Speaking of great anticipation, what's up with this Ultimate Fighting Championship pay-per-view stuff and why are there so many youngsters attracted to this? At almost $50 a pop, my teenagers don't get the priviledge of "anticipating" watching this. Back in my youth, ultimate fighting was a "free-for-view" front row event at any spades card table. For those of you who have no knowledge of this all-time classic card game, stop by my office so we can talk. Back in the day, you were guaranteed to see the absolute best of fisticuffs during any spades card game without having to shell out 50 bucks. Just the look of someone pulling the Big Joker from underneath their shoe would bring out the absolute best in people. Ahhh, those were the good ol' days. Times were indeed different back then.

There were no Playstations, no XBox game systems or WII. I remember my first video game being Pong. Boy, was that a lot of fun hitting a little small circle back and forth between two small lines on the TV screen. There were no life-like tennis figures to make the game more realistic ... we used the good ol' imagination which added the realism we needed to keep playing that game for hours or until mom called us for dinner. And don't get me started on home computers. We didn't have desktops, laptops or home networks. My first computer was a Commodore 64 and for the life of me I couldn't get that gadget to perform the way it was advertised. I'm convinced to this day the Commodore system was all smoke and mirrors, and whether it worked or not, was truly up to the imagination.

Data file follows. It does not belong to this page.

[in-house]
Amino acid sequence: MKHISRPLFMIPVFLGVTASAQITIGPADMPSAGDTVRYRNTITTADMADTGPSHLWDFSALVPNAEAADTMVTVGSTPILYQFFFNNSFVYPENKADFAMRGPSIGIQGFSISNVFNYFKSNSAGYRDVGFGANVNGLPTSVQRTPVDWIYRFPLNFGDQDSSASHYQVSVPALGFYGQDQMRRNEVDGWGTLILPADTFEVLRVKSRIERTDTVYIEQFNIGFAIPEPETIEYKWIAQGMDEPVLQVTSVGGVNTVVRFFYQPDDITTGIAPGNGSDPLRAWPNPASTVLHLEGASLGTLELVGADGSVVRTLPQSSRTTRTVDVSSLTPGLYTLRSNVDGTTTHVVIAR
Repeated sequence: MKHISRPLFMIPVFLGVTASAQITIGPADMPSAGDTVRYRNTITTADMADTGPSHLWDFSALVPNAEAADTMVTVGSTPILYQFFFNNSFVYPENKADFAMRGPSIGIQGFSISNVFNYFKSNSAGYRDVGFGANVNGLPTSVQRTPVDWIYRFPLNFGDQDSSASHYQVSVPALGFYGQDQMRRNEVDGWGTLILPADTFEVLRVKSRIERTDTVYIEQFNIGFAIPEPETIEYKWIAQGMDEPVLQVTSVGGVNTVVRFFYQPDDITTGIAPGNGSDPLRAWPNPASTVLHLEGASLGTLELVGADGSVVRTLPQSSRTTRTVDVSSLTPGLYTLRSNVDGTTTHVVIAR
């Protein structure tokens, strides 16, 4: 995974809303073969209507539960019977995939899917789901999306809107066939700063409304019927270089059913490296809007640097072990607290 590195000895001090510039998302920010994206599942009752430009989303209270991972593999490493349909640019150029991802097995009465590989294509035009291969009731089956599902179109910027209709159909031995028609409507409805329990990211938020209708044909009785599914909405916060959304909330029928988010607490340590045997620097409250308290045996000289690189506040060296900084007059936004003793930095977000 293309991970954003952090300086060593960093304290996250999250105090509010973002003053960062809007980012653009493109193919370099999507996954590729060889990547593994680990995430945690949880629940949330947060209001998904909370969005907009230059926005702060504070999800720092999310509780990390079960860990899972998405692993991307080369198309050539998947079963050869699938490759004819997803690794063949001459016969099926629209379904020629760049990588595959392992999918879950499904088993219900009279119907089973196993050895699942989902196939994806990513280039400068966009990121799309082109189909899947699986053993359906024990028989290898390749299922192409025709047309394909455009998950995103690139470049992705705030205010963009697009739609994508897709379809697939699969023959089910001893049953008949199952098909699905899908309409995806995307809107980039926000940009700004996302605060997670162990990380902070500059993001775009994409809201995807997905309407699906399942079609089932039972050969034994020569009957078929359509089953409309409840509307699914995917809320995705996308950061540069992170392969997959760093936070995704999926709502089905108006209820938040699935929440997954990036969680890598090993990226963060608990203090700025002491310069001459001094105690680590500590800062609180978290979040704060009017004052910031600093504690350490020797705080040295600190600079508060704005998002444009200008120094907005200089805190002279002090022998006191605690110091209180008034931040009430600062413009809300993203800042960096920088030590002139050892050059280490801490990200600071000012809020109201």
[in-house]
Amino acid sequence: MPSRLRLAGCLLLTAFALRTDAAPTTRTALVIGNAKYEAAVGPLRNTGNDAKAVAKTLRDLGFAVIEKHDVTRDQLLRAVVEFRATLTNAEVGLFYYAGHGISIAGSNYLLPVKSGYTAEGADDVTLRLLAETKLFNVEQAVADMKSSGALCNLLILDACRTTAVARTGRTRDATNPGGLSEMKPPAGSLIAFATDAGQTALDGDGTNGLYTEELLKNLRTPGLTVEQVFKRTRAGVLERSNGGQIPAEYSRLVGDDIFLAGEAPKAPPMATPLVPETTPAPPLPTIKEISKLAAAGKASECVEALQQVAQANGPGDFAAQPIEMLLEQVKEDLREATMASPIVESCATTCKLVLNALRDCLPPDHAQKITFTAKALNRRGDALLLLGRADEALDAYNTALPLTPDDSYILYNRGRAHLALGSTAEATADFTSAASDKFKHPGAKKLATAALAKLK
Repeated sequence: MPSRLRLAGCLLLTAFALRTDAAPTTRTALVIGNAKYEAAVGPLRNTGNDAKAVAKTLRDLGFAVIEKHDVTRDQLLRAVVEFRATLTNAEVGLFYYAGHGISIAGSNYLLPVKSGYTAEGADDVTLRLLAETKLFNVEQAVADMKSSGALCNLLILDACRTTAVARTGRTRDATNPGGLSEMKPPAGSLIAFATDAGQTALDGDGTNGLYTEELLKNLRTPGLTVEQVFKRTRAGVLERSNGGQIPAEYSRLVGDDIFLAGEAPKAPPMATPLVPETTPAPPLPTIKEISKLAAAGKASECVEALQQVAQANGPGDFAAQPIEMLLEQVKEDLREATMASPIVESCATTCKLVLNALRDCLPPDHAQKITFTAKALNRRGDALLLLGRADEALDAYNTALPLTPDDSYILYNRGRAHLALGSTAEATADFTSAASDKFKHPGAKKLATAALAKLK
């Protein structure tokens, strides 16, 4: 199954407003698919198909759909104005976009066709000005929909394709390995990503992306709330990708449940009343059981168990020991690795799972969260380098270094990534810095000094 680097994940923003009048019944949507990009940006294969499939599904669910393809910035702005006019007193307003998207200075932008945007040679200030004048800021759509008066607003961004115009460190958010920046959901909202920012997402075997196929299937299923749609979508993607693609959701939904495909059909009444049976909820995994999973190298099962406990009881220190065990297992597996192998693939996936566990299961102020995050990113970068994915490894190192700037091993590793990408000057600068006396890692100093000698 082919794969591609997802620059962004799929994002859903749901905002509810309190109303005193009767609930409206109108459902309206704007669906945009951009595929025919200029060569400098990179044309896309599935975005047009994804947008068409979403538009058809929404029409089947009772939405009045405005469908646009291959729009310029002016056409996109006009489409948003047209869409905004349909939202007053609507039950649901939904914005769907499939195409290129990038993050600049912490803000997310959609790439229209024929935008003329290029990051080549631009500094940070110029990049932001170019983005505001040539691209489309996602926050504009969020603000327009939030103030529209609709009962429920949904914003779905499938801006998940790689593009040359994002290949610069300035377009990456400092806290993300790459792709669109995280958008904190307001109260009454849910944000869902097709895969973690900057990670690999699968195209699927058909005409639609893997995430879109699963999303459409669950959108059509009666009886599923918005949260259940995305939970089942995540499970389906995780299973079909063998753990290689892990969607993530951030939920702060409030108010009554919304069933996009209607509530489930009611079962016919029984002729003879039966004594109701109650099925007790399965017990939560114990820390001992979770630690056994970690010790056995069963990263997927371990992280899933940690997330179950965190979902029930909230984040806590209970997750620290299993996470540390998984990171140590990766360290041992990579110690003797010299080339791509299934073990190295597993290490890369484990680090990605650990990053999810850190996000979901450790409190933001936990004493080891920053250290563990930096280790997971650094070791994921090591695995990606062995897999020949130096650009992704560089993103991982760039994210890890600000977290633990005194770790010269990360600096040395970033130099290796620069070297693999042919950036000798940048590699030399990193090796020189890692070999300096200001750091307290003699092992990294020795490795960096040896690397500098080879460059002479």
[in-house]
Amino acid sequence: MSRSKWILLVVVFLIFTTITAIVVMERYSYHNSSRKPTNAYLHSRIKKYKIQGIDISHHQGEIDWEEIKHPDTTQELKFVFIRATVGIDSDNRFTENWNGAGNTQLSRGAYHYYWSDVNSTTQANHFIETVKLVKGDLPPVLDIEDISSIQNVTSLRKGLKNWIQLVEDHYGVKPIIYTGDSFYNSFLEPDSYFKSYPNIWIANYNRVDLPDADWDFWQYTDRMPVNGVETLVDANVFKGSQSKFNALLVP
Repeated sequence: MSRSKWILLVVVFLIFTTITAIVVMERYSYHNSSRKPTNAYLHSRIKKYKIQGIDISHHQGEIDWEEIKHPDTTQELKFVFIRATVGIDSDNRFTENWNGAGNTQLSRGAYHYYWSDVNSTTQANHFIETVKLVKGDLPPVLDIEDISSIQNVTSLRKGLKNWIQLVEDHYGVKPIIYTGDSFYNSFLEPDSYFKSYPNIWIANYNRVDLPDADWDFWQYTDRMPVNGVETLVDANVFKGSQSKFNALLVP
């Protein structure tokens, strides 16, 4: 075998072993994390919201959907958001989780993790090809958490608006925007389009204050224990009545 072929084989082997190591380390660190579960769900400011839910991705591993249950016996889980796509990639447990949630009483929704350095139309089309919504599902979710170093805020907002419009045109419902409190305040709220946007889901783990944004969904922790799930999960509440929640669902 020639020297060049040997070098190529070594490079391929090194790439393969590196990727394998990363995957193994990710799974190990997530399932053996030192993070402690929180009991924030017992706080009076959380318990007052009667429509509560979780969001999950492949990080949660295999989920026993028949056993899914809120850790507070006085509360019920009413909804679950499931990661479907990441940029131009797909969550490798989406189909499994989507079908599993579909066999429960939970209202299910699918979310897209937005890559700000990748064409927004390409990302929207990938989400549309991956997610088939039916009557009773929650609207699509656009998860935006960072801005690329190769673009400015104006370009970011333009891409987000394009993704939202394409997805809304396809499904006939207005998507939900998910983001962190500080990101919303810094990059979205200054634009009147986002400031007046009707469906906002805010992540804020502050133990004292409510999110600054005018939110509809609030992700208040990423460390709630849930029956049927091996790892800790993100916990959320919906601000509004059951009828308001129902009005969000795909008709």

As for television, the kids of today have a buffet of cartoon channels to choose from whether the household has cable or one of the local satellite providers. Cable wasn't offered in my hometown until I was in the eighth grade and even then, there was only a small sampling of channels to choose from. When the wind blew more than five knotts, we could count on the cable going out for an unspecified period of time. There was no Cartoon Network and the limited variety of cartoons that came on were broadcast only on Saturday mornings. Kids, do you hear what I'm saying? We actually had to wait a full week before we could watch cartoons again!

We didn't have the sampling you have available to you today. I think I've seen every episode of Bugs Bunny and could never quite understand why sometimes the all-too-clever Wiley Coyote could never catch up to the Road Runner or why Daffy Duck would always let Bugs out-fox him during any occasion. Today's cartoon characters, like Johnny Bravo, could have been any of my uncles, and Two Stupid Dogs were any of the neighbors' pets that came into the yard and turned over the trash. That used to really make my day, I'll tell ya.

Although I could go on and on and share many more stories, I won't. I think the generational gaps are pretty clear. To all of the parents out there, we paid our dues and survived, even though we didn't have a lot of the same luxuries and resources our kids have today. I tease my kids all of the time about how easy they have it versus how much more difficult I had it growing up. And although I think I'm getting my story across to them, at least most of the time, I think it turns out, it's being lost in translation. Sometimes I find myself looking back at how I grew up in the 70s and 80s and wondering how I ever survived, intellectually, considering all the resources today's youth have at their disposal. Being able to complete an essay or science project without stepping foot into the local library is well beyond my level of understanding. Kids today are smart, they are resourceful and maybe, just maybe, in the not too distant future, they will have their own stories to share about how hard they had it growing up. But for some reason, I don't think being over their text message limit really equates to a hardship story. 

To the young boys and girls from the Warriors basketball team, this story is for you. Now back to working on those fundamentals!